Here is a recipe of saucy karela which tastes sweet and sour with a touch of spicy-bitterness. This I learnt from my neighbor in Hyderabad.
The curry is prepared from the karela (bitter gourd) which has just started turning yellow. At this stage fruit’s flesh is still crunchy and watery in texture but more bitter than green one.
It goes well with Roti or Rice.
- 2 yellow Karela (yellow bitter gourd)
- 1 large onion chopped fine
- 2 green chilies chopped
- 1 tbsp ginger garlic paste
- Small marble-sized lump of tamarind (according to taste)
- 1 tbsp gud (jaggery)
- ½ tsp black mustard seeds
- ½ tsp cumin seeds
- 2 whole red chilies
- 4-5 curry leaves
- 1tsp skinned split black gram
- ½ tsp turmeric powder
- 1 tsp red chili powder
- Salt to taste
- 2 tbsp oil
- Peel and deseed the bitter gourd (scoop out the seeds with a spoon) and cut into small pieces (about half inch).
- Mix 1 tsp salt to chopped karela and keep aside for 30 minutes.
- Soak tamarind in a small bowl of warm water for 15 minutes. Squeeze the tamarind after that so as to remove all the pulp from it into the water. Strain and throw away the pith. Keep the tamarind pulp aside for later use.
- Take 2 tbsp oil in a pan and heat it on a medium flame. When the oil becomes hot add black mustard seeds; and when spluttering stops, add cumin seeds and urad dal.
- When the seeds become dark, add whole red chilies, curry leaves, chopped green chilies and chopped onion; fry till onion is light brown.
- Add ginger and garlic paste. Saute for 2-3 minutes.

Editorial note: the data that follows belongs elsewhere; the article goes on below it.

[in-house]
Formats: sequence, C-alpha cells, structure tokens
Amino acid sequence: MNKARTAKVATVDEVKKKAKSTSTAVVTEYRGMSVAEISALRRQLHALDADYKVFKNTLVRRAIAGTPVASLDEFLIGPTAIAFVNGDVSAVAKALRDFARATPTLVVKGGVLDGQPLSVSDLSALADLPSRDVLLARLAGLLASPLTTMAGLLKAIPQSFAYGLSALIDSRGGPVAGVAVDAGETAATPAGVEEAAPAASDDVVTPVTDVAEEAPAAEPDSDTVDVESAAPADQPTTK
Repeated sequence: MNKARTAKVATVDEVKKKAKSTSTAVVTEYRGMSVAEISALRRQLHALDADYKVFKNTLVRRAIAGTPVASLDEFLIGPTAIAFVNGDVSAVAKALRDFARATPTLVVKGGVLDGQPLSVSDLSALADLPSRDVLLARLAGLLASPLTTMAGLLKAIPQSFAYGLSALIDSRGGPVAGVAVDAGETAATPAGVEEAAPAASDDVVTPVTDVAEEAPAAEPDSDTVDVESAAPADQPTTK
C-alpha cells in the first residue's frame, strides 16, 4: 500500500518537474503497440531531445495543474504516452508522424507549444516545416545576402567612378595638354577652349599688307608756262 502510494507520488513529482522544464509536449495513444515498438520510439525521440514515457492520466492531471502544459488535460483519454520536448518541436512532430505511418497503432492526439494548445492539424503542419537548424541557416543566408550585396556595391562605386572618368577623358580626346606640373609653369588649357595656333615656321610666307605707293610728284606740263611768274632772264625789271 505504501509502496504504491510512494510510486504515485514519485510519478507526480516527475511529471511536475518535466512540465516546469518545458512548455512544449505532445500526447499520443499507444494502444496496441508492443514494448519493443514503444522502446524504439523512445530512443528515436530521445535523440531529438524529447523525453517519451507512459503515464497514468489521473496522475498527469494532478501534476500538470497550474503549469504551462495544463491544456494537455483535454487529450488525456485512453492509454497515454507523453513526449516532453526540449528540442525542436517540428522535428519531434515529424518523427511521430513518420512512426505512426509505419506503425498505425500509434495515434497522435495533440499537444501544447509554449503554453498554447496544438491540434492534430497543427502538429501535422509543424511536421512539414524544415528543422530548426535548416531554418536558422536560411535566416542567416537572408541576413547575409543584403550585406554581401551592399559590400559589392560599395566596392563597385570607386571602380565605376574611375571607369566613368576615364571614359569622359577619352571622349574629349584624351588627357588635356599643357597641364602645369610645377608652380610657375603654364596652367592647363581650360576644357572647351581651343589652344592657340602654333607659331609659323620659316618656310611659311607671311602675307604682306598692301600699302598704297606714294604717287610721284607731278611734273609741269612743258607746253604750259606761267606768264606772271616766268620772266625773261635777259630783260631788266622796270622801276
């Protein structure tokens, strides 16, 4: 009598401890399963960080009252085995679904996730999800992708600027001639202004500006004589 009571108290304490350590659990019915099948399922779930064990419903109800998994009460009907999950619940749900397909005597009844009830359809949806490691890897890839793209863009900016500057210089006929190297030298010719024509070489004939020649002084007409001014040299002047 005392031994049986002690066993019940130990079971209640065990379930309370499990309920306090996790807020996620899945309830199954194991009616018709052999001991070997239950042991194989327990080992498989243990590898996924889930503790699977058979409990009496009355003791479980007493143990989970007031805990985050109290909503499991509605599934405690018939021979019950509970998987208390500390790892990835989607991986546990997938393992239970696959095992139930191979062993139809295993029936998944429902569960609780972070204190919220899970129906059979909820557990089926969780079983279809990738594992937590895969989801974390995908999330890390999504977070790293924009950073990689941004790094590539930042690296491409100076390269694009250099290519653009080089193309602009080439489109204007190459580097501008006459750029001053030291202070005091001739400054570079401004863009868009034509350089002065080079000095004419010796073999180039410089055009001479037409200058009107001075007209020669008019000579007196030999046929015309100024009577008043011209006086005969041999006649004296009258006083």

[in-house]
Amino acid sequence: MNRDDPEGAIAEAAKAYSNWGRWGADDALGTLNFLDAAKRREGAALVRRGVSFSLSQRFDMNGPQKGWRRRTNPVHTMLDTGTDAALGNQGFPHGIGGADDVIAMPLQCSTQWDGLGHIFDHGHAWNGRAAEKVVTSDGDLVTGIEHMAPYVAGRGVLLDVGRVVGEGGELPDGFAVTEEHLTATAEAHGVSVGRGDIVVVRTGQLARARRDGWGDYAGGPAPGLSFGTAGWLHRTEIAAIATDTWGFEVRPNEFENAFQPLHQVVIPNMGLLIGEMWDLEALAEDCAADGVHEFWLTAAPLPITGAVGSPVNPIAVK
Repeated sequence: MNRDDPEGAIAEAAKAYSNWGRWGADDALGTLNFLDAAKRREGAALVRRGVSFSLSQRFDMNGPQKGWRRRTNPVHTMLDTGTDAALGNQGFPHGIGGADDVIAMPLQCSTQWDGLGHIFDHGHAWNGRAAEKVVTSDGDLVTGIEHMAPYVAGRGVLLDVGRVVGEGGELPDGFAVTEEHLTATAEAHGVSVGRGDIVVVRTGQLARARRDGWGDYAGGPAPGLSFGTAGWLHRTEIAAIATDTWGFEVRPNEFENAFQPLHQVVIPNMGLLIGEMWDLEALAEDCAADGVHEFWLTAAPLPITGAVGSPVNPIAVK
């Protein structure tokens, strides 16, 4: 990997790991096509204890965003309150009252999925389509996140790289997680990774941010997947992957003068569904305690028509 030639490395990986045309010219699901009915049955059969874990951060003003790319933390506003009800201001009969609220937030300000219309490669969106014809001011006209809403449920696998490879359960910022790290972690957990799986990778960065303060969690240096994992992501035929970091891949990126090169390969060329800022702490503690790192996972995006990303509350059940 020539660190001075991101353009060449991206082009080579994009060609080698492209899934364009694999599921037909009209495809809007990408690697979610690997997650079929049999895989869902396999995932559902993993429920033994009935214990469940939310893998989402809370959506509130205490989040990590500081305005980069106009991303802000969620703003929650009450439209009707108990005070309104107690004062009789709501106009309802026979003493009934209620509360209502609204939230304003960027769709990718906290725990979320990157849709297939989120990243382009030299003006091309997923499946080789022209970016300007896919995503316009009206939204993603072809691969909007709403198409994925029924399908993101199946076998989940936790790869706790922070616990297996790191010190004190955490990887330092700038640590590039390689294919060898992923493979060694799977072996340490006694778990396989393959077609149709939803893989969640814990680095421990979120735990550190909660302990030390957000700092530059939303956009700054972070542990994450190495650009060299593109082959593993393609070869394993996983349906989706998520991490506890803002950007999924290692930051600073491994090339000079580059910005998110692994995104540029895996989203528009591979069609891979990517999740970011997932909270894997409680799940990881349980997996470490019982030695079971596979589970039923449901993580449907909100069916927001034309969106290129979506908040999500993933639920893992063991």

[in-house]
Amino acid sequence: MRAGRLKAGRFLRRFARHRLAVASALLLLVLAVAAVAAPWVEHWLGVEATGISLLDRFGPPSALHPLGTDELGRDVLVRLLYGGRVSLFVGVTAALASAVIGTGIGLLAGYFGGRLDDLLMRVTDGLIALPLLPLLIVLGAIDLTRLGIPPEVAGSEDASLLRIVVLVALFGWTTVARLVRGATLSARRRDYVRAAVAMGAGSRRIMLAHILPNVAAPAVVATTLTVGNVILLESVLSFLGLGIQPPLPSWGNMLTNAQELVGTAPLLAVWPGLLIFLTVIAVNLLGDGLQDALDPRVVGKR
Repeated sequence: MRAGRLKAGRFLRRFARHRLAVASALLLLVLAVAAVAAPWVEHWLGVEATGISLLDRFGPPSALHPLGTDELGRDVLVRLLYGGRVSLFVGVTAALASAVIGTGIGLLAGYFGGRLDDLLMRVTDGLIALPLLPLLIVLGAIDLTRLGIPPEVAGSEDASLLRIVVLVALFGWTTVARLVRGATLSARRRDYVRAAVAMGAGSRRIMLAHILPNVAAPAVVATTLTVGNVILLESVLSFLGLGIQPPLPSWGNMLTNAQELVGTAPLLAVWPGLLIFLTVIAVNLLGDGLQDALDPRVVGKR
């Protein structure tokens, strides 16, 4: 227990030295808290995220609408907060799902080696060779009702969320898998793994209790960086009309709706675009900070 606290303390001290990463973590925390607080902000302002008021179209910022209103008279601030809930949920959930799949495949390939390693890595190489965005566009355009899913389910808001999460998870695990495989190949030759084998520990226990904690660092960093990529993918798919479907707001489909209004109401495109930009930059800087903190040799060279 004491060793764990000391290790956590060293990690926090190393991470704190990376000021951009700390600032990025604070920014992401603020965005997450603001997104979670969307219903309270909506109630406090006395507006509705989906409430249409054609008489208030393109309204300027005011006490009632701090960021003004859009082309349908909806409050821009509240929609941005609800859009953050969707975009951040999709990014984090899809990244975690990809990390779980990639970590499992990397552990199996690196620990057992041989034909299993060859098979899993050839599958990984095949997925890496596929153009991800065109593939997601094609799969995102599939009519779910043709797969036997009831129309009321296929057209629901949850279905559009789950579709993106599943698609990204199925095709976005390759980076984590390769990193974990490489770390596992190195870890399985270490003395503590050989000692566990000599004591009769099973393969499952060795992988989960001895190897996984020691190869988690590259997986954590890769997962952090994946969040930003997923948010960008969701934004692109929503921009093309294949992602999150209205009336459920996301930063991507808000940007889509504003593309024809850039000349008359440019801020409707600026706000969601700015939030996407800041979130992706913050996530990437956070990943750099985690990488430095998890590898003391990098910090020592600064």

- Squeeze away the water from karela by pressing between the palms and put them in the pan. Add turmeric powder and fry for 2-3 minutes. Add one cup of water and cook covered on low flame. Halfway through the cooking, add red chili powder and tamarind pulp. Simmer for a minute. Add jaggery and cover the pan with lid again and simmer on medium-low heat till karela pieces become tender and tamarind-jaggery sauce thickens.
- Adjust salt and garnish with coriander leaves.
- Serve with Roti or Rice.
Do You Know?
Bitter gourd contains lectin (sugar binding proteins) that has insulin-like activity due to its non-protein-specific linking together to insulin receptors. This lectin lowers blood glucose concentrations by acting on peripheral tissues and, similar to insulin's effects in the brain, suppressing appetite. This lectin is likely a major contributor to the hypoglycemic ( it is the medical term for a state produced by a lower than normal level of blood glucose) effect that develops after eating bitter gourd.